Tim Kilphuis’s jazz violin playing is in high demand throughout Britain and Europe - and judging from his performance on Bute this week, it’s not hard to see why.
The visit to Rothesay by Kliphuis and his Trio, with Roy Percy on bass and Nigel Clark on guitar, had been much anticipated by those in the audience who remembered the Dutchman’s previous appearance at a Bute Arts Society concert, four years ago.
And they, and those seeing the trio play live for the first time, were not to be disappointed, as a tremendous level of musicianship was combined with energy, wit, warmth and not a little passion to create a heady brew of post-Halloween entertainment.
Sadly, commitments elsewhere meant we missed the first half of the concert, but from the comments overheard around the interval wine and nibbles it was clear the trio had already made their mark.
The programme promised “world renowned beautiful arrangements” and “mesmerising improvisations”, and the trio obliged in style - though not, despite Kliphuis’s well-established reputation, exclusively in the jazz genre, with Vivaldi, Strauss and a beautifully simple arrangement of Balulalow from Benjamin Britten’s Ceremony of Carols more than satisfying those seeking a little more than ‘just jazz’.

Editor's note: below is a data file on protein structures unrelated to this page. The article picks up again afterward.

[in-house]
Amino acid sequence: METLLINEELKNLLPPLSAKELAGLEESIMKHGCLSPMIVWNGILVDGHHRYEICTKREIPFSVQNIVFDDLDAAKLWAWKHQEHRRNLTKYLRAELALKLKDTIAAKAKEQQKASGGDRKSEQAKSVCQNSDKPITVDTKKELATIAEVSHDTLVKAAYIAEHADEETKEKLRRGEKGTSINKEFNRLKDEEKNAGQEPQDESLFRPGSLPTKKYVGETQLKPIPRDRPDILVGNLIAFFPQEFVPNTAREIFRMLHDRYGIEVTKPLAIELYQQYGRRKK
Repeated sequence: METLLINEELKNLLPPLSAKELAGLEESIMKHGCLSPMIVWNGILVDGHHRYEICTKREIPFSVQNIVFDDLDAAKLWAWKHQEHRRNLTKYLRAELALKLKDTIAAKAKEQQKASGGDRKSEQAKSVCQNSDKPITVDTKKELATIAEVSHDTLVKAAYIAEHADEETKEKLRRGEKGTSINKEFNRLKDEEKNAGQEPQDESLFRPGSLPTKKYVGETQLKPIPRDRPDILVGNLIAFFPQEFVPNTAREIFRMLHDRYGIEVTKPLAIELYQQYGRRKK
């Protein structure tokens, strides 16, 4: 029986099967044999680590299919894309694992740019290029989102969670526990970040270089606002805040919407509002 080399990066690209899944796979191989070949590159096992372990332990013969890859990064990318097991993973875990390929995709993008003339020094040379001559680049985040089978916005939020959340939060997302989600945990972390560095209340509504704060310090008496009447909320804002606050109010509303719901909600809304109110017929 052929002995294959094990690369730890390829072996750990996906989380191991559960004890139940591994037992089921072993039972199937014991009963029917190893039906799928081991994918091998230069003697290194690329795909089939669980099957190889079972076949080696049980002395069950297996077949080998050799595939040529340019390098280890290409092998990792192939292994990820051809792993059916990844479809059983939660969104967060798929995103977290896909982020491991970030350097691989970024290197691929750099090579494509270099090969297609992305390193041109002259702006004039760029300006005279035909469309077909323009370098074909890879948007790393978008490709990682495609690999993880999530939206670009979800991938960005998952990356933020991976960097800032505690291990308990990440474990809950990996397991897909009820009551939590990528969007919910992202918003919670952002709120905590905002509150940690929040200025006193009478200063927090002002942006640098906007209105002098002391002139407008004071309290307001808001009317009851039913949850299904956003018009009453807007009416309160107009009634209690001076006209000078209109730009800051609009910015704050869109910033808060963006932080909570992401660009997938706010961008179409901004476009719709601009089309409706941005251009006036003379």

That said, Kliphuis’s jazz pedigree - many of his followers regard him as the natural heir to Stéphane Grappelli - was undoubtedly the biggest draw for Friday’s audience, and the trio’s interpretations of Grappelli, Django Reinhardt and Sonny Rollins had the room utterly mesmerised, and in no doubt that the ‘international musician’ prize given to Kliphuis at the recent Scottish Jazz Awards, and presented on Friday by awards judge and Isle of Bute Jazz Festival chair Tim Saul, was thoroughly deserved.